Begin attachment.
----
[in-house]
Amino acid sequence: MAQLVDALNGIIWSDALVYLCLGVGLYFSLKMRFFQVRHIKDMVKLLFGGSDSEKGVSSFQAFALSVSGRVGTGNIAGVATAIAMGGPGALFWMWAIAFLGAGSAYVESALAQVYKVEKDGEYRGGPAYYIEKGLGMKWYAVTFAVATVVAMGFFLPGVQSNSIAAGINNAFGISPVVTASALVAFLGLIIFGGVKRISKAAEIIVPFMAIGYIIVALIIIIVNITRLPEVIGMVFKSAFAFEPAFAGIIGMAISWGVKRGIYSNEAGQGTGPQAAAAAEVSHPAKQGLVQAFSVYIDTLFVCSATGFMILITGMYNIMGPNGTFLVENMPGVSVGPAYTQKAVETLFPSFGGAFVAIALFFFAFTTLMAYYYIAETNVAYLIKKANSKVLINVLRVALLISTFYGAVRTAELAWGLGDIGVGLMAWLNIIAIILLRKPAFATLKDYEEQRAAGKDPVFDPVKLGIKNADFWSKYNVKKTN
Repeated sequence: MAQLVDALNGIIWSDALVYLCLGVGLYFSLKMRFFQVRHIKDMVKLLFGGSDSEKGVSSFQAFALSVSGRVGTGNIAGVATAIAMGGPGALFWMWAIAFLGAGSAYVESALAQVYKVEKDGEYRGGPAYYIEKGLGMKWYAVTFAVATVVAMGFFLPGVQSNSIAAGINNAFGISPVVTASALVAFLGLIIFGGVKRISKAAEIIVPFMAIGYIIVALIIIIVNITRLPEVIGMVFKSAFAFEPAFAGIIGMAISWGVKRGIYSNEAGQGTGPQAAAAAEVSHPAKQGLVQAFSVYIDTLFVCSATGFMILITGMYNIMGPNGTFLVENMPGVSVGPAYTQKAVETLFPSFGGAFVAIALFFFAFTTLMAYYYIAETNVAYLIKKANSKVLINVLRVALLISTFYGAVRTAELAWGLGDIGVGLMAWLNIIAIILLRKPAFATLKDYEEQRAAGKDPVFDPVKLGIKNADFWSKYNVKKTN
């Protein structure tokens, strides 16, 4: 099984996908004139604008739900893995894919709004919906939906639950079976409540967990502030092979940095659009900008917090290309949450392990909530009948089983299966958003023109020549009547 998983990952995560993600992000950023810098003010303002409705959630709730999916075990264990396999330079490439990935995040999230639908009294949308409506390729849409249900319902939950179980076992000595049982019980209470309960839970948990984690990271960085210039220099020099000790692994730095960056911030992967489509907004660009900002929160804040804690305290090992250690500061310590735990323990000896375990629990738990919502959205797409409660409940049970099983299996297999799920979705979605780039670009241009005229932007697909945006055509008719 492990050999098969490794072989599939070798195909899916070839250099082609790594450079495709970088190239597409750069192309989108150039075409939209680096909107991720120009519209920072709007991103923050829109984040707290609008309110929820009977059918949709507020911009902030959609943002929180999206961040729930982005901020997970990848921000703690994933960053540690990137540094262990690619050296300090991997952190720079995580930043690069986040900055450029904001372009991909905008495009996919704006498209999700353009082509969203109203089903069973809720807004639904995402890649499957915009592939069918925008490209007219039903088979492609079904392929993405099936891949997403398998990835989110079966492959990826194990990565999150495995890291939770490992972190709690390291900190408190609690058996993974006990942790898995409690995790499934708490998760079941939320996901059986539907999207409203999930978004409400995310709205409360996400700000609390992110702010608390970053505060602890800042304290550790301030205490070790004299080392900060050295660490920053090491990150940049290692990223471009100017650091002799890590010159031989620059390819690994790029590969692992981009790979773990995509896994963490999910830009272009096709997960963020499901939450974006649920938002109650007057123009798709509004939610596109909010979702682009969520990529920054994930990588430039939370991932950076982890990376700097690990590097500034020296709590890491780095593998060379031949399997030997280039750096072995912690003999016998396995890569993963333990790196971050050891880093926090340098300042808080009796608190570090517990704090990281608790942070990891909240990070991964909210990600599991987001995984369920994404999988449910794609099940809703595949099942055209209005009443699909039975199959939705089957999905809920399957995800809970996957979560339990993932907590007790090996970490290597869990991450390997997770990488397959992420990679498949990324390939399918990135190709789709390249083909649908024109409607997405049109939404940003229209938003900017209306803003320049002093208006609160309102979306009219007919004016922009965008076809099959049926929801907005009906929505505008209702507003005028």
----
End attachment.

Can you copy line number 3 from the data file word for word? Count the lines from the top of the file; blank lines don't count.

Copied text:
Repeated sequence: MAQLVDALNGIIWSDALVYLCLGVGLYFSLKMRFFQVRHIKDMVKLLFGGSDSEKGVSSFQAFALSVSGRVGTGNIAGVATAIAMGGPGALFWMWAIAFLGAGSAYVESALAQVYKVEKDGEYRGGPAYYIEKGLGMKWYAVTFAVATVVAMGFFLPGVQSNSIAAGINNAFGISPVVTASALVAFLGLIIFGGVKRISKAAEIIVPFMAIGYIIVALIIIIVNITRLPEVIGMVFKSAFAFEPAFAGIIGMAISWGVKRGIYSNEAGQGTGPQAAAAAEVSHPAKQGLVQAFSVYIDTLFVCSATGFMILITGMYNIMGPNGTFLVENMPGVSVGPAYTQKAVETLFPSFGGAFVAIALFFFAFTTLMAYYYIAETNVAYLIKKANSKVLINVLRVALLISTFYGAVRTAELAWGLGDIGVGLMAWLNIIAIILLRKPAFATLKDYEEQRAAGKDPVFDPVKLGIKNADFWSKYNVKKTN